Needlework tools have an illustrious history. They were invented out of necessity, and have been in existence for thousands of years. Today, we take the basics for granted as everyday commodities, but through the centuries, they became scarce, expensive, and frequently worthy of being included in wills and inventories. A sewing basket would contain such basic items as pins, needles, thimbles, and scissors, but kept in special cases, workboxes, or “pockets” were such highly prized treasures as bodkins, measures, shuttles, bobbins, awls, stilettos, emeries, etuis, pincushions, pinballs, “sewing birds,” and chatelaines.
I have chosen a few of the most commonly used needlework tools for descriptions of their origins, history, and uses:
PINS. Early pins were crafted of thorns, spikes, fish and animal bones, or the shaft of a bird’s feather. They were long and thin, some 3″ to 8″ in length, and used to fasten, support, or attach items, much as we use them today. Early Greeks and Egyptians created ornamental pins, made from bronze, precious metals, and gold with beautifully carved heads depicting kings and gods. Egyptians used pins to fasten down the eyelids of the dead prior to mummification.
In the 15th century, France was considered the major producer of pins. In 1483, English king Richard III prohibited the importation of pins to England. They were re-introduced by Catherine Howard, fourth wife of King Henry VIII. In 1543, a statute was passed entitled “An Act for the True Making of Pynnes,” stipulating that the price should not exceed six shillings and eight pence per thousand. The annual amount spent on the importation of pins by Queen Elizabeth I was 3,297 pounds or approximately $290,000 in 2020 USD.
By the 18th century, the manufacture of pins required eighteen distinct operations performed by specialists for each phase. A team of ten men was needed for production, making 48,000 pins per day!
By the 19th century, pins became very decorative. Enamels, Venetian glass, beads, and sealing wax were painstakingly affixed at great expense to create heads for pins. The simpler and less expensive way was to twist a fine wire around the opposite end to the point, but it often fell off. In 1824, the American Lemuel Willman Wright invented the device of driving one end of the pin into a mold, where it spread out, forming a head all in one piece with the pin itself, the method used to this day. It is estimated that the U.S. produces over 50 million pins a year and over 4 million pins a day are lost or destroyed worldwide.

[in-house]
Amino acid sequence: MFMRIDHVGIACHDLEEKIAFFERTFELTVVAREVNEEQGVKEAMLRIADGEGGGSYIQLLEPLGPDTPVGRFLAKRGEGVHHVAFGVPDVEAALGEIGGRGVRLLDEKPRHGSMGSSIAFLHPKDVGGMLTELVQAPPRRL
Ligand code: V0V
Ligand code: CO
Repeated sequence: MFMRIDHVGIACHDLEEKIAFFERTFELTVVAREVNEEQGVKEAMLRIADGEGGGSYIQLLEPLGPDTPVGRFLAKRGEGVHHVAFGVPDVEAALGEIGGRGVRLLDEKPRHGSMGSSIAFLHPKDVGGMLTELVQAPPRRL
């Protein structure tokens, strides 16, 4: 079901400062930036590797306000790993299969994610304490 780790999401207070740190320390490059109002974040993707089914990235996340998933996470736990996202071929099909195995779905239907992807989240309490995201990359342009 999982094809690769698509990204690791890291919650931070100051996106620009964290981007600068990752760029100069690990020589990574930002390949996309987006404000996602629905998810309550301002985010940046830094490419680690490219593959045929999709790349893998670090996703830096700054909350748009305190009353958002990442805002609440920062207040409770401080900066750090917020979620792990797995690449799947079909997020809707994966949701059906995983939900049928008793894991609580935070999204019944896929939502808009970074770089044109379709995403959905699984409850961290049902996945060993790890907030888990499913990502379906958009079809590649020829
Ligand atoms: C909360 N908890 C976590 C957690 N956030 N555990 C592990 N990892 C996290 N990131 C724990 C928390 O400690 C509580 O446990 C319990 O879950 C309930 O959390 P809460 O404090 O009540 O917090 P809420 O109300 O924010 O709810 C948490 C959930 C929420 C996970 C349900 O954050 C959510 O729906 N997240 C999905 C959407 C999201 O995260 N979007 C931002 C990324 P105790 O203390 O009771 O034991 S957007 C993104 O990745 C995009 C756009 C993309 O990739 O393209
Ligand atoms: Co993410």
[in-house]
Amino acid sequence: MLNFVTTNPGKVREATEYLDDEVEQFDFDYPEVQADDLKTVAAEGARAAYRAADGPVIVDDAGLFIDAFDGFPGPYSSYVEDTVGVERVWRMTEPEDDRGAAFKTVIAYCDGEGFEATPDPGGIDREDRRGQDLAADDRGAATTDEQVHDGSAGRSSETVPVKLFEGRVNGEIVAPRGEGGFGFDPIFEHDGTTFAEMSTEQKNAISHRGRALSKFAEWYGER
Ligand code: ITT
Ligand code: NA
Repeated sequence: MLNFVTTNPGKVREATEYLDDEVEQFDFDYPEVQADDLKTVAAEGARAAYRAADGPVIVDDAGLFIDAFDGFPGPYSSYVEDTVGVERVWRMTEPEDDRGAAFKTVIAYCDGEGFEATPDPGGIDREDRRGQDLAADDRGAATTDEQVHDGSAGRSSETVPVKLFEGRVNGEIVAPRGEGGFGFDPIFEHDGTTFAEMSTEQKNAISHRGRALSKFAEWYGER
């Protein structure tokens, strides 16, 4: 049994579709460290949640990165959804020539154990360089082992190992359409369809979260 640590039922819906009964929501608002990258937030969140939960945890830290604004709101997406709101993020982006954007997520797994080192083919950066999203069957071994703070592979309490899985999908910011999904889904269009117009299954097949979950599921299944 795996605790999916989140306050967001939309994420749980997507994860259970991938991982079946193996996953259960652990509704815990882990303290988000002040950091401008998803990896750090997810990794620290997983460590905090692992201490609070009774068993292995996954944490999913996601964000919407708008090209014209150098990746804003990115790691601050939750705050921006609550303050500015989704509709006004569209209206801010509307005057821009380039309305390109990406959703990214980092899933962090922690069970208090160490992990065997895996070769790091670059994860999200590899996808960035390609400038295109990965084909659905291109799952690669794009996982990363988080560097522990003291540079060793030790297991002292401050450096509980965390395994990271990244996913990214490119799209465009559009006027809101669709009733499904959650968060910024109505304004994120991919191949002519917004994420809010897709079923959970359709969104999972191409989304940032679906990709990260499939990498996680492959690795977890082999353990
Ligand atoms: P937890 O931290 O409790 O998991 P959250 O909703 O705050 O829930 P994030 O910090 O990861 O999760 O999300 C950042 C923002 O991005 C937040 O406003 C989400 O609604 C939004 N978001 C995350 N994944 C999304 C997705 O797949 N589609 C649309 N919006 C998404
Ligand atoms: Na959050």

“Pricking her fingers with those cursed pins —
Which surely were invented for our sins —
Making a woman like a porcupine,
Not rashly to be touched”. —Lord Byron
BODKINS. Bodkins, or tape needles, were another indispensable tool for a needlewoman. They were blunt, thick needles of varying lengths used for drawing tape, cord, or ribbon through holes or channels, such as hems of clothing. There are references to the use of bodkins by Egyptians as early as 5500–3500 B.C.E., and they were in general use by 1386 C.E. Early bodkins were quite primitive, made of wood, bone, or materials such as walrus teeth, but by the 18th century, they had become quite ornate and were made of steel, sterling silver, and ivory. They became lavishly decorated, sometimes with precious gems, and could be monogrammed or engraved and set in velvet-lined leather cases. These were a treasured item in a lady’s sewing basket. A typical use of a bodkin is evident in examples of nineteenth-century eyelet embroidery on baby clothes, christening gowns, and fine embroideries of the period.
“There are quaint long needlecases; some are carved; one very uncommon one is of bone, covered with a fine network of beads; these hold silver bodkins beautifully engraved.”
—The Cult of the Needle, Flora Klickman
AWLS. Awls were invaluable, and potentially dangerous, tools in a needlewoman’s possession! They consisted of a shaped wooden handle attached to a long sharp, finely pointed steel shaft. It was used for piercing holes in fabric, through which a bodkin would thread tape or ribbon. Their origins are traced back to England and Germany in 900 C.E., but references have been made to awls in Sanskrit, so they may have been in use since 1200 B.C.E.
Awls have been used through the centuries in many ways, primarily for piercing holes in leather, skins, and wood as well as fabric. In the 19th century, embroiderers treasured the dainty and ornate ones made of bone, silver, or ivory. By the 19th century, they, like bodkins, became richly decorated and would be kept in a lady’s collection close by her bodkin. In the world of needlework, their use has faded into obscurity, but they are highly sought after by collectors.